• You have other deamons on your device that have more rights. It doesn’t need rights if it gets packages delivered from apps by the API. Of course a big flaw in apple’s system is, that you don’t exactly know which system app gives what data to your personal appleAI LLM. So long story short, microsoft should have let your personal LMM be trained by the screenshots and don’t let those screenshots be saved to disk, but only temporarily saved in RAM. I bet, that the chips from snapdragon aren’t fast enough to achieve that good enough and this is typical microsoft bruthforce problem solving. Of course, if someone would be able to steal your trained appleAI (like Apple for example) they still can ask anything about you. I don’t know how apple plans to keep your trained LLM save, but that we will see soon I guess. Maybe it is stored in iCloud in order to sync with all devices, which of course could be a problem for many people. I use Arch, btw

                • I don't know that this is a matter of performance, considering MS is pushing a specific TOPS spec to support these features. From the spec we have, several of the supported devices Apple is flagging for this feature are below the 40 TOPS spec required for Copilot+. I think that's more than they're putting in M4, isn't it?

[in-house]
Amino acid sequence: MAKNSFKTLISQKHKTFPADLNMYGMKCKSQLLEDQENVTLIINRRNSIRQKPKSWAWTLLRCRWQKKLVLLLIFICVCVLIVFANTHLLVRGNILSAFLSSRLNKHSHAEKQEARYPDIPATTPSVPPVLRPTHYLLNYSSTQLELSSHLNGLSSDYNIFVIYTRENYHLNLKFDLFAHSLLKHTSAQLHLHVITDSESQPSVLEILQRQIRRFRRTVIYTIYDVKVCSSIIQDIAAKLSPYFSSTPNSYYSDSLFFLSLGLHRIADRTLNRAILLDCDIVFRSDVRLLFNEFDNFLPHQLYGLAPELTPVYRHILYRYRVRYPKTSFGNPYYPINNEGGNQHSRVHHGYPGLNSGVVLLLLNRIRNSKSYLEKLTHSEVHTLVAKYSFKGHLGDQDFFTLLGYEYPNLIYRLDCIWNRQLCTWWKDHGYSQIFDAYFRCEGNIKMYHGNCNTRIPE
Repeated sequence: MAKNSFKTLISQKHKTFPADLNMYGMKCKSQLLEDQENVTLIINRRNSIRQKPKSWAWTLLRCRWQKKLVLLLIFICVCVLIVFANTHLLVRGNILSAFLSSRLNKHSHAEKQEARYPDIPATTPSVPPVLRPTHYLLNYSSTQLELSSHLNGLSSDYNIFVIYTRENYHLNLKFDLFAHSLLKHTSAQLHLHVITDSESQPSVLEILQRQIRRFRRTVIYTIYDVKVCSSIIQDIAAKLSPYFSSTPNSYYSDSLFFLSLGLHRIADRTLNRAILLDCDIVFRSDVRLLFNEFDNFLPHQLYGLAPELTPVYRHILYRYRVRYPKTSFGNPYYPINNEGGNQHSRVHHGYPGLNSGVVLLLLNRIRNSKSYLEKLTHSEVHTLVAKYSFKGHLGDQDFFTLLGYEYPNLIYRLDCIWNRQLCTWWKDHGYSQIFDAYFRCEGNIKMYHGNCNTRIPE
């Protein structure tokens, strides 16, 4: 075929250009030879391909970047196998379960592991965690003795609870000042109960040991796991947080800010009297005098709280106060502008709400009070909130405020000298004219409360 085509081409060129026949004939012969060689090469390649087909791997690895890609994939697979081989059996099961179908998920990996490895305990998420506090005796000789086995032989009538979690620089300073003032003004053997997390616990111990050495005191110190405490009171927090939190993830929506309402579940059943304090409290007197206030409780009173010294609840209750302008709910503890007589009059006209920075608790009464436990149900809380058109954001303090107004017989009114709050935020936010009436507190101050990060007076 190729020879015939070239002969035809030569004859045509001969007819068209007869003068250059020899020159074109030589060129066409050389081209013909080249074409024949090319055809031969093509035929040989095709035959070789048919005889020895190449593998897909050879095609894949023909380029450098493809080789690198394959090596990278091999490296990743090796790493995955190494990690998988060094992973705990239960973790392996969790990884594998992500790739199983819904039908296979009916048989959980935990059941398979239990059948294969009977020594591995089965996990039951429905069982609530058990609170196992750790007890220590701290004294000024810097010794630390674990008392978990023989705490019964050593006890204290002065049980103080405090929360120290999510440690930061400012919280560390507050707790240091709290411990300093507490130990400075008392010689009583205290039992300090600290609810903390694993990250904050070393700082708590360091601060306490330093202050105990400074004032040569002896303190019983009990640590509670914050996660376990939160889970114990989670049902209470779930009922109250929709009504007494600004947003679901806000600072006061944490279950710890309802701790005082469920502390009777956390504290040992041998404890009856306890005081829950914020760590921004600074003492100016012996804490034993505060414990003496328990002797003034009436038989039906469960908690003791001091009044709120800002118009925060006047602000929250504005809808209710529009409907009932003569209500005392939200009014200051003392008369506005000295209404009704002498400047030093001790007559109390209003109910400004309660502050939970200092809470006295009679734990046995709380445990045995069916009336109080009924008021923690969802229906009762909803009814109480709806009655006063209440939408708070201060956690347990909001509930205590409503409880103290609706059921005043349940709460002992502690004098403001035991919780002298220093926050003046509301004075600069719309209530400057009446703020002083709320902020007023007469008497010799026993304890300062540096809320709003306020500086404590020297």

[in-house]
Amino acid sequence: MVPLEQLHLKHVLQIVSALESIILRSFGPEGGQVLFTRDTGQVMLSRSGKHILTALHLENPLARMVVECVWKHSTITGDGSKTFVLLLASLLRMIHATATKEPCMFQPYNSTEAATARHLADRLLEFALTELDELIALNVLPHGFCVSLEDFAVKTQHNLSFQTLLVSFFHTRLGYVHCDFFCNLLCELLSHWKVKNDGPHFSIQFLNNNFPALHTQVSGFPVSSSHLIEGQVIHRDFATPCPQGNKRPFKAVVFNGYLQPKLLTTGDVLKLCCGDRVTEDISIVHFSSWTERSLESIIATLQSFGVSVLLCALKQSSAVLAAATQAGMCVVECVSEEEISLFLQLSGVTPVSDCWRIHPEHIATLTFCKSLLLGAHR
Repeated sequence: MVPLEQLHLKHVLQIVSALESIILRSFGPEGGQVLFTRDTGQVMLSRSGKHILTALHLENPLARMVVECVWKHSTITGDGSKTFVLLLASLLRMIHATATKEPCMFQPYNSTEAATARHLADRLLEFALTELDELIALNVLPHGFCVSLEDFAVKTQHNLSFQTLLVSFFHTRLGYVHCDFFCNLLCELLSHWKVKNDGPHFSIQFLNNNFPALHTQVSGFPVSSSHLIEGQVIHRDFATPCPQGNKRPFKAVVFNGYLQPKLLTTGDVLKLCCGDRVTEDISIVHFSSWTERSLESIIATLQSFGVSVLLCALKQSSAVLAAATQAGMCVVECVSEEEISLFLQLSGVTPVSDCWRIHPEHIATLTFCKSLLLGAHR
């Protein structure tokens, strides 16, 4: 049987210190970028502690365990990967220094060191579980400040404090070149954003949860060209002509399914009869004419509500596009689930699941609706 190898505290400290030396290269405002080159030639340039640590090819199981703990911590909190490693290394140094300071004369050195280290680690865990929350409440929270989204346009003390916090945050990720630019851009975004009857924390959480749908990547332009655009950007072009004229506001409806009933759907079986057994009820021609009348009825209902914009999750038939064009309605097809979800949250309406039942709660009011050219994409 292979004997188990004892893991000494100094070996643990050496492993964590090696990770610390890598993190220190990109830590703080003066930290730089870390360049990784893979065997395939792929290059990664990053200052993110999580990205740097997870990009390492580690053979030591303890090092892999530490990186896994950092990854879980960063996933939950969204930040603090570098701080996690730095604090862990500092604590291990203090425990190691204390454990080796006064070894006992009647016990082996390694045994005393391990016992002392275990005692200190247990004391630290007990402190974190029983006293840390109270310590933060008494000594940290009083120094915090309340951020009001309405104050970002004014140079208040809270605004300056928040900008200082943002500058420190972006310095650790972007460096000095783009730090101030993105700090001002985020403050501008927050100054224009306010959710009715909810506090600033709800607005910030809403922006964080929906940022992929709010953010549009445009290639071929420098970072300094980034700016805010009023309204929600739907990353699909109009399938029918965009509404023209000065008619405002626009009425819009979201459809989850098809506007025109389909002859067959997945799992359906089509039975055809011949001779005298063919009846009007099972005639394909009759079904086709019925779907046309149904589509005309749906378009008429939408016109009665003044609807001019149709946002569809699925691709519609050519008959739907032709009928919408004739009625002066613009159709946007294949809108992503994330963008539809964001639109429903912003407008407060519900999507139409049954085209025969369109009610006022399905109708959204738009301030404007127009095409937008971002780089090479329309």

Granted, Apple IS in fact sending some of this data to server to get processed, so on that front they are almost certainly deploying more computing power than MS at the cost of not keeping the processing on-device. Of course I get the feeling that we disagree about which of those is the "brute force" solution.

                  I also think you're misunderstanding what Apple and MS are doing here. They're not "training" a model based on your data. That'd take a lot of additional effort. They presumably have some combination of pre-existing models, some proprietary some third party and they are feeding your data into the models in response to your query to serve as context.

                  That's fundamentally different. It's a different step on the process, it's a different piece of work. And it's very similar to the MS solution because in both cases when you ask something the model is pulling your data up and sharing it with the user. The difference is that in MS's original implementation the data also resided in your drive and was easily accessible even without querying the model as long as you were logged into the user's local account.

                  But the misconception is another interesting reflection of how these things are branded. I suppose Apple spent a ton of time talking about the AI "learning" about you, implying a gradual training process, rather than "we're just gonna input every single text message you've ever sent into this thing whenever you ask a question". MS was all "we're watching you and our AI will remember watching you for like a month in case you forget", which certainly paints a different mental picture, regardless of the underlying similarities.